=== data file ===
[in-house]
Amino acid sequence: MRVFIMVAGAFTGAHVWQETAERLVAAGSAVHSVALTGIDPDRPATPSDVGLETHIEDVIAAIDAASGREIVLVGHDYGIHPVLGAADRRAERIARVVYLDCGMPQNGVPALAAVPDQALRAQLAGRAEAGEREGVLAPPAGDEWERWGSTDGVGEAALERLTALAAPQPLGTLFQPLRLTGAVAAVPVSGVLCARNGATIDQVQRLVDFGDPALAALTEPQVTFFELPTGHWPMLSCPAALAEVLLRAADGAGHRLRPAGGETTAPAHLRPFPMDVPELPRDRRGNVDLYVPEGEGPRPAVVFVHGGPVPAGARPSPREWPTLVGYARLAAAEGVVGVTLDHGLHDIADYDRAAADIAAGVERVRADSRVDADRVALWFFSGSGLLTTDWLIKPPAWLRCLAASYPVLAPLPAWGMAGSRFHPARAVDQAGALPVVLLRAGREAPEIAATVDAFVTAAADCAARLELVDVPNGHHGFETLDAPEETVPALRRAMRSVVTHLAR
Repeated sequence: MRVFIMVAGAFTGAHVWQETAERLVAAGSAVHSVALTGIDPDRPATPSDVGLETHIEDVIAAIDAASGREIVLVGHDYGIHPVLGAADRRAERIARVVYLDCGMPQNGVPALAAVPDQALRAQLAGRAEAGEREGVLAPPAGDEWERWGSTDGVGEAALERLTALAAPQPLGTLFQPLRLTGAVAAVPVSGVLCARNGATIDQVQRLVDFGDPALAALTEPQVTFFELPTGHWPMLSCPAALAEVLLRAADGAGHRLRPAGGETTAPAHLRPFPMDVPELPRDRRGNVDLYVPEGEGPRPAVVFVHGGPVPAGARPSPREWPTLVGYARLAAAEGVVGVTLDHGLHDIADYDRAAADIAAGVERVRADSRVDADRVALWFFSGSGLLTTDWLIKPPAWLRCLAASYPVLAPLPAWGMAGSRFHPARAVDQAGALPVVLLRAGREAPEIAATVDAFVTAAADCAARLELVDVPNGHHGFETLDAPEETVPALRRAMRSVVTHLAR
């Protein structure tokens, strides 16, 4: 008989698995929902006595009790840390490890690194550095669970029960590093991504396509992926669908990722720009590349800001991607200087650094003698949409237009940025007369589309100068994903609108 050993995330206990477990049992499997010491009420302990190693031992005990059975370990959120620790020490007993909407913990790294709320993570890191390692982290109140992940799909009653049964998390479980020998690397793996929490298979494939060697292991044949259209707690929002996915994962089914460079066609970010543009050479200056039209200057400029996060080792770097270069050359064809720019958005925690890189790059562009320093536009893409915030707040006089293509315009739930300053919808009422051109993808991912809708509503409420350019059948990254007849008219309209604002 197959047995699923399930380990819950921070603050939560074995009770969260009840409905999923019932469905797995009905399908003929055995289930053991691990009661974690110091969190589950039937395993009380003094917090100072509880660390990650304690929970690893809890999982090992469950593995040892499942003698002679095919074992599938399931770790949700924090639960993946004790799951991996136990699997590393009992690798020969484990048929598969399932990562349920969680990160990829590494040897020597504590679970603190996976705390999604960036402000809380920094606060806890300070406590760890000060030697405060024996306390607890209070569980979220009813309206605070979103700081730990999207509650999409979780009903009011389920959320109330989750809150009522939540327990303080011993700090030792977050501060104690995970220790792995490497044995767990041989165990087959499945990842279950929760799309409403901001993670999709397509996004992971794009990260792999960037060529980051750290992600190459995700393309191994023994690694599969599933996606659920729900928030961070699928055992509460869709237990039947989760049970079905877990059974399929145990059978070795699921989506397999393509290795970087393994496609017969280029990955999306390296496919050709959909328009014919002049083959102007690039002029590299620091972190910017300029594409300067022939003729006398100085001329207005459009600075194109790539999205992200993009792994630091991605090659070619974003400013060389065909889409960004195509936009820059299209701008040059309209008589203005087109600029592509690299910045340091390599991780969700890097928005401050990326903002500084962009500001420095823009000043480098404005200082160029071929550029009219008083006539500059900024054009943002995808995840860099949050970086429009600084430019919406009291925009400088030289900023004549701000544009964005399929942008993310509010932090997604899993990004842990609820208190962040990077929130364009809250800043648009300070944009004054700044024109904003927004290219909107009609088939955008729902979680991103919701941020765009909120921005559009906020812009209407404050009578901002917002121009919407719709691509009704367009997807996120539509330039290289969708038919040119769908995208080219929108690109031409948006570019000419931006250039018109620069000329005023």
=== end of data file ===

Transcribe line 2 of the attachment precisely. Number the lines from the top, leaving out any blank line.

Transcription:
Amino acid sequence: MRVFIMVAGAFTGAHVWQETAERLVAAGSAVHSVALTGIDPDRPATPSDVGLETHIEDVIAAIDAASGREIVLVGHDYGIHPVLGAADRRAERIARVVYLDCGMPQNGVPALAAVPDQALRAQLAGRAEAGEREGVLAPPAGDEWERWGSTDGVGEAALERLTALAAPQPLGTLFQPLRLTGAVAAVPVSGVLCARNGATIDQVQRLVDFGDPALAALTEPQVTFFELPTGHWPMLSCPAALAEVLLRAADGAGHRLRPAGGETTAPAHLRPFPMDVPELPRDRRGNVDLYVPEGEGPRPAVVFVHGGPVPAGARPSPREWPTLVGYARLAAAEGVVGVTLDHGLHDIADYDRAAADIAAGVERVRADSRVDADRVALWFFSGSGLLTTDWLIKPPAWLRCLAASYPVLAPLPAWGMAGSRFHPARAVDQAGALPVVLLRAGREAPEIAATVDAFVTAAADCAARLELVDVPNGHHGFETLDAPEETVPALRRAMRSVVTHLAR